I went to the University of Wales, Aberystwyth, which is now just Aberystwyth University. It’s a beautiful small town on the west coast of Wales, with dolphins in the bay, a ruined castle next to the nineteenth century campus and a wonderful feeling of warmth and safety. I read English and History, with a focus on Anglo-Saxon and Norman history. To this day I consider myself half a historian. There I finally found academic freedom and it was the happiest three years of my life. I would have loved to continue on to an MA, and even a PhD, but there just wasn’t the money available. Instead, I took a one year PGCE course and qualified as a teacher. I’ve just recently achieved a Graduate Diploma in Professional Development (Leadership), which was a draining and painful experience. I don’t think it’s possible for me to juggle my day job, writing and earning any more professional qualifications – it’s just too much.

Should I ever win the lottery and give up work, I think I’d go back into full time education. I love teaching, but I love learning more and there’s just so much I don’t know!

Fucking hysterical!



Early gynecology exam. Doesn’t she look happy, ladies?

I was doing some research yesterday for my next book and while reading this book by Rachel Maines on the history of vibrators I found some very interesting pictures!

Vibrators were developed to save the fingers of doctors who were treating women, both married and unmarried, for ‘hysteria’ – a catch-all diagnosis that covered any and all symptom a woman could name. It was discovered that orgasm, or ‘paroxysm’ would clear up a woman’s general malaise. Marriage was a recommended cure for hysteria, but when that was not possible, or the woman was not receiving strong enough attention from her husband, it fell to the doctor to provide the necessary stimulation. In a purely medical setting, of course!

(I’m not going to go into how ridiculous it was that women’s sexuality was being medicalised, or that how orgasm was supposed to be both distasteful for a woman and yet necessary for her mental and physical health. They didn’t seem to understand that clitoral stimulation is needed for the vast majority of women to achieve orgasm.Hell, they hadn’t bothered to delineate the clitoris from the vulva or the labia until the late eighteenth century. I’m appalled at what nineteeth century women had to go through, and my inner feminist is raring to get going at this manuscript and give the doctor-hero what for on behalf of women everywhere.)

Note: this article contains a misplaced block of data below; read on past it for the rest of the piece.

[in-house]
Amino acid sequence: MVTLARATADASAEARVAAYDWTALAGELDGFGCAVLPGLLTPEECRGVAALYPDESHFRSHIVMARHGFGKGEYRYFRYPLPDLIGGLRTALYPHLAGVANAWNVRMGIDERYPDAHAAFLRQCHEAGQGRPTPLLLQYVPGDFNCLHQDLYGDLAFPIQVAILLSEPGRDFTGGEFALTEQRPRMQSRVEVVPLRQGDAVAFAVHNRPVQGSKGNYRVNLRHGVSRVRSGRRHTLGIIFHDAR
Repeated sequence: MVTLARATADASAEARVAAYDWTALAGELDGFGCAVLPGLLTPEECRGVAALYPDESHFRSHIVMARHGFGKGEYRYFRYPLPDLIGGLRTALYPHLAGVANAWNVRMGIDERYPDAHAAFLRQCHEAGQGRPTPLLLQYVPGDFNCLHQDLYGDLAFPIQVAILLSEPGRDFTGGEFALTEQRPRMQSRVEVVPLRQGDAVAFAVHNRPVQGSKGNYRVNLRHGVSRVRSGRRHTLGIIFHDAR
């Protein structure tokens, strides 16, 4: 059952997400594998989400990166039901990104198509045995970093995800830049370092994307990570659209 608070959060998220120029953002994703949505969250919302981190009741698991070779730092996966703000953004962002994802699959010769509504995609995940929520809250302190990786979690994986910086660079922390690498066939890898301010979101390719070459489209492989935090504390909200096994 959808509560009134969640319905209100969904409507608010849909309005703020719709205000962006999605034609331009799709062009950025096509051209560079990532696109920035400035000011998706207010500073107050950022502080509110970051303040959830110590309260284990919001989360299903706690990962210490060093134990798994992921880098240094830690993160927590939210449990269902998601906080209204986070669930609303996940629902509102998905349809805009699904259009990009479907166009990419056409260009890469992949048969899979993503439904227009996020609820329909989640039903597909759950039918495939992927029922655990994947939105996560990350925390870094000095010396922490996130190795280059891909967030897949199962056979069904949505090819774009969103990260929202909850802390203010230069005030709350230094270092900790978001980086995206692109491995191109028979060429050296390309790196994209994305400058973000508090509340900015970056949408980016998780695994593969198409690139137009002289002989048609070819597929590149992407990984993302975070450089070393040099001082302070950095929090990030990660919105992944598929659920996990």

However, doctors (always male, naturally) found manipulating women to orgasm difficult and somewhat distasteful, so the use of hydrotherapy, electrotherapy and primitive vibrators was considered better than manual massage for their patients.

Hydrotherapy – sounds almost relaxing, doesn’t it?


That…that does not look relaxing to me. When you consider that was often cold water, too, I think I’d pass, thank you very much.

Electrotherapy often involved the deliberate collection of static electricity and its application to sensitive areas, using small rollers. When you consider how new the application of electricity to everyday objects was back then, I think that I’d sidestep the electrotherapy too. Weird fact, though: the electric powered vibrator was available for home purchase well before the electric vacuum cleaner or electric iron. I guess women knew what was important back then, even if men didn’t!

This mighty beast is called The Manipulator, and is only a tiny fraction of the actual machine. It was powered by a steam engine (!) which was kept in the next room.

early vibrator


manipulator part 2


You hook it up to the underside of an examination table, which has a convenient piece cut out and off you go – modern, steam-powered orgasms.

Men, of course, were treated for nervous conditions too, but the numbers of men requiring this kind of stimulation were nowhere near the number of women who went through it.

All very interesting food for thought for The Ruttingdon Series Book 4!